The interdisciplinary graduate program in environmental studies awards two degrees: the Master of Science and the Doctor of Philosophy. The program is truly interdisciplinary in that it encourages students to think critically about environmental problems through three fundamental components: science, policy and values. Developing a deep understanding of these components as applied to a particular problem or issue helps students contribute meaningfully to theory and offer practical steps to solving environmental problems.
In US News & World Report's 2013 edition of “America's Best Graduate Schools,” CU-Boulder’s environmental sciences graduate program was ranked fifth in the country. CU-Boulder is one of the nation's leaders in environmental research; in fact, for a number of years, CU-Boulder received more support for research in the environmental sciences than any other university in the nation. In the National Science Foundation's latest rankings (January 2010), CU-Boulder was sixth in research and development expenditures in environmental sciences among the 480 universities ranked. Much of this research involves collaboration amongst and between disciplines and provides a productive environment for students who wish to gain interdisciplinary research experience.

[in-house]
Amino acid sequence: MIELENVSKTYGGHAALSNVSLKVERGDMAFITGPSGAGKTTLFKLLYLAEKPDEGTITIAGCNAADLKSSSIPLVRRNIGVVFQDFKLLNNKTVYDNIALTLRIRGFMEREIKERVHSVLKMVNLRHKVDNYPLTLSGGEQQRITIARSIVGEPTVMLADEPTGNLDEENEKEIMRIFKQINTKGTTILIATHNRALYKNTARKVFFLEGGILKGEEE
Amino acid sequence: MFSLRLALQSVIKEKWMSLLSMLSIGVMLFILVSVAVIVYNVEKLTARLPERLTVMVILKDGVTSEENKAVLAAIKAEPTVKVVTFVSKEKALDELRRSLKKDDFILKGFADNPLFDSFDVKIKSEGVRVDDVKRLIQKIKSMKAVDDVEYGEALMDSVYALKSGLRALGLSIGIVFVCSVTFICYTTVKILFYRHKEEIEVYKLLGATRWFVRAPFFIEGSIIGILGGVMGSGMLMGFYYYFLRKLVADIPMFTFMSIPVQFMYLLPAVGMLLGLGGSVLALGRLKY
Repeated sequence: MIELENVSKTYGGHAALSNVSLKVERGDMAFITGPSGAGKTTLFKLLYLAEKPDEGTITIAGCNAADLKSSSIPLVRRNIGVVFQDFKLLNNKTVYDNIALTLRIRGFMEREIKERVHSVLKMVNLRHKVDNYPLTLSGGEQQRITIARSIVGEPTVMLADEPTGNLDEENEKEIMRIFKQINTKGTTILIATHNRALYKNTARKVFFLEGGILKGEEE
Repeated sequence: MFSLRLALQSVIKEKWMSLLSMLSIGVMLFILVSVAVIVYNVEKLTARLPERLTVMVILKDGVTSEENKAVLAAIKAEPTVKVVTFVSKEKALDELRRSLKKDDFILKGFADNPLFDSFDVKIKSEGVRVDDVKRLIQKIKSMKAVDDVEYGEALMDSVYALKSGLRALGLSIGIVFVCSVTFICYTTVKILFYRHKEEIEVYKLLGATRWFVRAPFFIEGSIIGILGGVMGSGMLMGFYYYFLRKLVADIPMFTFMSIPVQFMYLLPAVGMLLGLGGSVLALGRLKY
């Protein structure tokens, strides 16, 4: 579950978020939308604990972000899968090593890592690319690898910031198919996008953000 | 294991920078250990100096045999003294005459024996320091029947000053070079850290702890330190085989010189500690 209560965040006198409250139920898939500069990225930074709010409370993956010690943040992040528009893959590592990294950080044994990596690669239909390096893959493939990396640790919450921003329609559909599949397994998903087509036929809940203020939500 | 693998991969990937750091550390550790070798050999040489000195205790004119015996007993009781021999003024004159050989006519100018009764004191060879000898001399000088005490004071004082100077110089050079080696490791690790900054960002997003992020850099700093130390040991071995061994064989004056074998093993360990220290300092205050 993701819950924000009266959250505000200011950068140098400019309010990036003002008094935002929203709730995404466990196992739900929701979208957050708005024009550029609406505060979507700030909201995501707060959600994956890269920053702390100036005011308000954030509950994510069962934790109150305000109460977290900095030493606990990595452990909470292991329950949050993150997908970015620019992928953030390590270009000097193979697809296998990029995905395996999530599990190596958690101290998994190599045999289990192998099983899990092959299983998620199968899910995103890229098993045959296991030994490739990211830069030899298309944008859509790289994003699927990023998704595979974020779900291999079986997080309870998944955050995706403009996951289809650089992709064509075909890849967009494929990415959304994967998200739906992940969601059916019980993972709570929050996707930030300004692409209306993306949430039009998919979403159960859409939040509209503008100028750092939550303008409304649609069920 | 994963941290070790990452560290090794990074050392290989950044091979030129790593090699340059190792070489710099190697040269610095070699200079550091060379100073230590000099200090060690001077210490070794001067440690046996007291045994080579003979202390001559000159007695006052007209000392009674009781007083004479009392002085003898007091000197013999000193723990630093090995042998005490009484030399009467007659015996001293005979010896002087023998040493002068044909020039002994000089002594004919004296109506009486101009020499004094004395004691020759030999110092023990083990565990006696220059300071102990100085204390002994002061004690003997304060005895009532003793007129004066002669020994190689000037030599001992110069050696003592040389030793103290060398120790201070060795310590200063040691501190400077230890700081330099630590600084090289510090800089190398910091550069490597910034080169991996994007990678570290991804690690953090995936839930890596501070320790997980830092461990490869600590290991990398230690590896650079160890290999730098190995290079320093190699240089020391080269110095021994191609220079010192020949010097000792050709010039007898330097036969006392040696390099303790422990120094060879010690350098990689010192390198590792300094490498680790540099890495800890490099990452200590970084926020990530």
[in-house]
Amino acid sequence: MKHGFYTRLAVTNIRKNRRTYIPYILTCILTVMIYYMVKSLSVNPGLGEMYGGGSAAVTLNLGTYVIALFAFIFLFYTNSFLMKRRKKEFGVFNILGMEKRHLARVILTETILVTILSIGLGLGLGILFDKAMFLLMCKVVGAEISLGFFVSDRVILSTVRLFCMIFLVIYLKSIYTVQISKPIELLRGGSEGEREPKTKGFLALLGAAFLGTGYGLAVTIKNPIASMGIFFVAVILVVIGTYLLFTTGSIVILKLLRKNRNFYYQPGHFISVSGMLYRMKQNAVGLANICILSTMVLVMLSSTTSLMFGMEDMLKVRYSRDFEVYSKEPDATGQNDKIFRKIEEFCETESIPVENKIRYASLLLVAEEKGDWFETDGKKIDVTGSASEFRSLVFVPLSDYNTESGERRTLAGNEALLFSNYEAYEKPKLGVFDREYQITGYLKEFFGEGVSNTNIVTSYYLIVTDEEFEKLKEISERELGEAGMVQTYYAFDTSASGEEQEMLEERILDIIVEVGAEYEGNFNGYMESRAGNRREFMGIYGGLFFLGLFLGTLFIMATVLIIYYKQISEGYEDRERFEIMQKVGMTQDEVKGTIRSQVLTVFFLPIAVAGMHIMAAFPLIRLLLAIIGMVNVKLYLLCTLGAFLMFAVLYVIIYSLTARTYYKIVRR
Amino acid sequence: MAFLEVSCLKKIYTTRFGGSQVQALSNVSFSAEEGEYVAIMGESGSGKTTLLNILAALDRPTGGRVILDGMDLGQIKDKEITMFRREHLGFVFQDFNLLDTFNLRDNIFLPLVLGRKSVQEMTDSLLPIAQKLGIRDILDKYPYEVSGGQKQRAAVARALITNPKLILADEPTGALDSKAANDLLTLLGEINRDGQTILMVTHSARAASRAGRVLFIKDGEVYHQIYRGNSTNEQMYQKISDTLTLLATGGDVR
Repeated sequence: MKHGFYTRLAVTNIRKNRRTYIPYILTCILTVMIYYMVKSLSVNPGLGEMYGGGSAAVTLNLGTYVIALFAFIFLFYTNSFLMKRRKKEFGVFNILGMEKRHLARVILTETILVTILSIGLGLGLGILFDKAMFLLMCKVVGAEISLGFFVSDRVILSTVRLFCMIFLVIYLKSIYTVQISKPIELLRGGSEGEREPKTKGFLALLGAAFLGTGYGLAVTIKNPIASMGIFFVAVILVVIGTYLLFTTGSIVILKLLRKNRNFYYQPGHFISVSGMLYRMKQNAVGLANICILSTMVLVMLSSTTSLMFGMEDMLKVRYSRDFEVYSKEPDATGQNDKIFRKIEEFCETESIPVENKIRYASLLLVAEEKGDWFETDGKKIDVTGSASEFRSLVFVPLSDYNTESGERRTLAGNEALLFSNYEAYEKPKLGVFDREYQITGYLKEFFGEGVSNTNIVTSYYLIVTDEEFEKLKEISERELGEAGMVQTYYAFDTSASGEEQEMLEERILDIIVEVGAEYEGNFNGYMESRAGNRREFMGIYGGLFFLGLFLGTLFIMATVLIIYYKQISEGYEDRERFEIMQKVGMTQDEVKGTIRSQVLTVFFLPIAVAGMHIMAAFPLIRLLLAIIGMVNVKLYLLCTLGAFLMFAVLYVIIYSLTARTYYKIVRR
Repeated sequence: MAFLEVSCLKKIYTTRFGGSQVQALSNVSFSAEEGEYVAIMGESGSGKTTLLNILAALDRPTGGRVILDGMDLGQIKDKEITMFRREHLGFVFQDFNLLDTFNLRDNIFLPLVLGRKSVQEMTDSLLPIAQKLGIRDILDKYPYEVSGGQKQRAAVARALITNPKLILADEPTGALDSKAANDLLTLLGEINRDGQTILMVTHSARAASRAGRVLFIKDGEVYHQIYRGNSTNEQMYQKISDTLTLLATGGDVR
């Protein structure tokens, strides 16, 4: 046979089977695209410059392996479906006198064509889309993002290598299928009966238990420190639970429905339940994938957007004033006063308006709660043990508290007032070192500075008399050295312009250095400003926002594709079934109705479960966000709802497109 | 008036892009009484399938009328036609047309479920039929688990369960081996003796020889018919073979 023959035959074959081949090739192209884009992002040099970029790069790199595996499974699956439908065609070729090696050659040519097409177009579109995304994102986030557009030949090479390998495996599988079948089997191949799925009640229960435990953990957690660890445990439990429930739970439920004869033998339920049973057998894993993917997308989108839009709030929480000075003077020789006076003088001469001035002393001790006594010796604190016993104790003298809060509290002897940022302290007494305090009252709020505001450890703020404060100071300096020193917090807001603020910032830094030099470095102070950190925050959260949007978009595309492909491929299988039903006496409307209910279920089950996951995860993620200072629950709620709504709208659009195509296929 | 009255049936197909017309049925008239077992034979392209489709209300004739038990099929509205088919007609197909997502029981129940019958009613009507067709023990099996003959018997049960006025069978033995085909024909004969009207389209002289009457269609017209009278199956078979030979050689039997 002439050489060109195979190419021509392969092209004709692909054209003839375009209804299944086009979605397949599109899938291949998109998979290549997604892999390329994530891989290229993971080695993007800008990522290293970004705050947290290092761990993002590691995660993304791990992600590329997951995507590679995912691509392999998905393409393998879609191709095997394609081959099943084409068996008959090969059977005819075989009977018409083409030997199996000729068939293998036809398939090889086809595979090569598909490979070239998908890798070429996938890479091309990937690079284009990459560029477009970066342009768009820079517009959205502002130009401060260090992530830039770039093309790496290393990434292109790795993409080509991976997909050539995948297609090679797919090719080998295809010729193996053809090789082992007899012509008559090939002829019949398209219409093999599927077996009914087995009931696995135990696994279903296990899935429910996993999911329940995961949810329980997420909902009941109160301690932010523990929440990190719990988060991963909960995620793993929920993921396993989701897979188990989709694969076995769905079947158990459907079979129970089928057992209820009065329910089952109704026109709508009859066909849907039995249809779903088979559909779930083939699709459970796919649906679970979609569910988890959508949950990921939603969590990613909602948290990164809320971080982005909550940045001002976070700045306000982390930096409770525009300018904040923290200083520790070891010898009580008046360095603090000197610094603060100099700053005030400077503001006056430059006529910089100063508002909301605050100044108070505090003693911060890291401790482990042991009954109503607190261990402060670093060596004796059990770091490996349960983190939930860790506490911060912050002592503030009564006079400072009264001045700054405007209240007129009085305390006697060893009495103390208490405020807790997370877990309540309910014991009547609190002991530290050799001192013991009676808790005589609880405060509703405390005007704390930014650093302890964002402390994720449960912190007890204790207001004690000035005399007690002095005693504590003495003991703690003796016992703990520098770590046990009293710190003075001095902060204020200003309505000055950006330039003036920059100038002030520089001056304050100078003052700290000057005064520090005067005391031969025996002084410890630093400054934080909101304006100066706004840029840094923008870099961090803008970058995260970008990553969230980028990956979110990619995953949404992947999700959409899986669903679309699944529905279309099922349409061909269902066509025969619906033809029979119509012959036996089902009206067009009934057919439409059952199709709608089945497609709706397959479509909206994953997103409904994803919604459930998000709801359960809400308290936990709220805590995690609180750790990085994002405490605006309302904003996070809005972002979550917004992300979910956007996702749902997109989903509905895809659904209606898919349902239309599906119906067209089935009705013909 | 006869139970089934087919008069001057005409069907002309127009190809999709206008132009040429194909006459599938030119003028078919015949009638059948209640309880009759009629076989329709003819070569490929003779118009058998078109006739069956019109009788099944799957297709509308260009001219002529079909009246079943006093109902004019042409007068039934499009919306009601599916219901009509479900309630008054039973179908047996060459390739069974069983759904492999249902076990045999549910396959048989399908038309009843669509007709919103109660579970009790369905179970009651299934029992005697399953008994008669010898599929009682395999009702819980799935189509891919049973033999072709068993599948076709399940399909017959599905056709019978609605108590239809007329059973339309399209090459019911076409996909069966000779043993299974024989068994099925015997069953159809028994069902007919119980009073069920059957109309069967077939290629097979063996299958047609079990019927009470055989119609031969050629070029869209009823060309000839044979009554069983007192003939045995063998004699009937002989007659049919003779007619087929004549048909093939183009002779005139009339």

Fieldwork opportunities and research activities are enhanced by the department’s affiliation with various research facilities, including the Cooperative Institute for Research in Environmental Sciences (CIRES), the Institute for Arctic and Alpine Research (INSTAAR) and its Mountain Research Station, and the Institute for Behavioral Science (IBS). All of these institutes are involved in interdisciplinary research and activities related to the environment, and the department also offers interdisciplinary certificates in environment, policy and society; science, technology and policy; and hydrologic sciences.